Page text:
Guiraudie’s filmmaking has never been easy to categorize, but he has a fluid style. His queer narratives found a support system on the festival circuit with 2001’s “That Old Dream That Moves,” the puzzling tale of lonely factory workers transfixed by the efforts of a machine worker, which drew acclaim from no less than Jean-Luc Godard. Much in the same way that Godard assails modern society through allusions and narrative trickery, Guiraudie has developed a cogent vision around the disconnect between internal desires and the austere qualities of the world at large. Nothing in his movies is what it seems, which means that anything can happen in service of his themes.
Among his contemporaries, he said he found a kinship with the likes of fellow Frenchman Bruno Dumont, in addition to Thailand’s Apichatpong Weerasethakul and Harmony Korine, directors committed to original methods of exploring identity. All of them play with the boundaries between reality and dreams to comment on the real world while transcending its limitations.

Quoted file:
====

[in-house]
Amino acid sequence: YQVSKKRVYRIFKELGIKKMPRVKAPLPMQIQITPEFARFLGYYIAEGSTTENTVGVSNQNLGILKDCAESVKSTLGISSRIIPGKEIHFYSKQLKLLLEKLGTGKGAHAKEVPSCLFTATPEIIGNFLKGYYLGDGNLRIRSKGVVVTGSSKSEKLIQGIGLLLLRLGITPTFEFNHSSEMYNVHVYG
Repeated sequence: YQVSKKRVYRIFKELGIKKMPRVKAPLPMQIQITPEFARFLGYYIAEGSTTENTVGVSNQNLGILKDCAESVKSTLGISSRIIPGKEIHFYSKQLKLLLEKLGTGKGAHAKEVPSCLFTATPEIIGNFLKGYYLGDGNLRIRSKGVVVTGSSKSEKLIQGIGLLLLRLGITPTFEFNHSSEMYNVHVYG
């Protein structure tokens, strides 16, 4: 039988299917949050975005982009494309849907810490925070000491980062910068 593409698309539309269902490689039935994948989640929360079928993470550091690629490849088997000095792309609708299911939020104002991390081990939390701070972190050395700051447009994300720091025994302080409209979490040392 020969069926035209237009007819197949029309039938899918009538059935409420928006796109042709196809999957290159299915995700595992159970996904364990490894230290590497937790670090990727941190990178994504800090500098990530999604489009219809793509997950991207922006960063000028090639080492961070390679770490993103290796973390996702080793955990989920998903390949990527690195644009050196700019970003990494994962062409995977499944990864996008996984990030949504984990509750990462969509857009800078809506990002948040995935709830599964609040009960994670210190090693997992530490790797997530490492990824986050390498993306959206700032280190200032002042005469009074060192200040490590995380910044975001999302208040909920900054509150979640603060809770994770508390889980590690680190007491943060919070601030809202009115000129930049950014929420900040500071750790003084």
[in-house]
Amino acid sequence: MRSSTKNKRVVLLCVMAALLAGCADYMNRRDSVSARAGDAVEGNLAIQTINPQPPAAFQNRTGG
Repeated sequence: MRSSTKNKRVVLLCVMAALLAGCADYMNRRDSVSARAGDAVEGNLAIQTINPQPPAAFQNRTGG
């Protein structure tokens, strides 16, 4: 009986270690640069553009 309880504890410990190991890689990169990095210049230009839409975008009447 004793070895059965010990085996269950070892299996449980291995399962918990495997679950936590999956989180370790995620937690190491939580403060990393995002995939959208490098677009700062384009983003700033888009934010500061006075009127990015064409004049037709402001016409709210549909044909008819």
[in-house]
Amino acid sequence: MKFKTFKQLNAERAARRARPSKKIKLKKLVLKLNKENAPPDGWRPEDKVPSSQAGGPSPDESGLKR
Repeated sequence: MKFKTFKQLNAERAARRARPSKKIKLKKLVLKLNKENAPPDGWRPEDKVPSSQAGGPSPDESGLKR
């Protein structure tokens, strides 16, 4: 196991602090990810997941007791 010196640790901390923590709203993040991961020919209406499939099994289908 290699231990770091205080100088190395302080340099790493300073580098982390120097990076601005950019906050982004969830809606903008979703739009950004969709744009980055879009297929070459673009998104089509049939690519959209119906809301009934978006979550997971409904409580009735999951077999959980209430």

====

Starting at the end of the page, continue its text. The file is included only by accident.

So don’t expect him to sell out any time soon. While Guiraudie received plenty of offers after “Stranger By the Lake” came out, he chose to produce an unorthodox screenplay of his own. “I don’t want to enter into the whole logic of making commercial films,” he said. “I wouldn’t even know how to make them.”
Guiraudie’s movies certainly adhere to a logic of their own, and “Staying Vertical” lays out its multifaceted intentions with its title. When presented literally, it refers to the need to stand upright to avoid an attack by wolves, but it also implies a grander kind of psychological resilience. “I think it has a political connotation to it, like a manifesto,” Guiraudie said. “By staying vertical, you are, in essence, retaining your humanity.”
But as always with this confrontational director, there was a more immediate interpretation at hand as well. “It has a sexual connotation, too,” he said. “That’s good as well.”
“Staying Vertical” opens in New York and Los Angeles on January 20. A national rollout with follow in the coming weeks.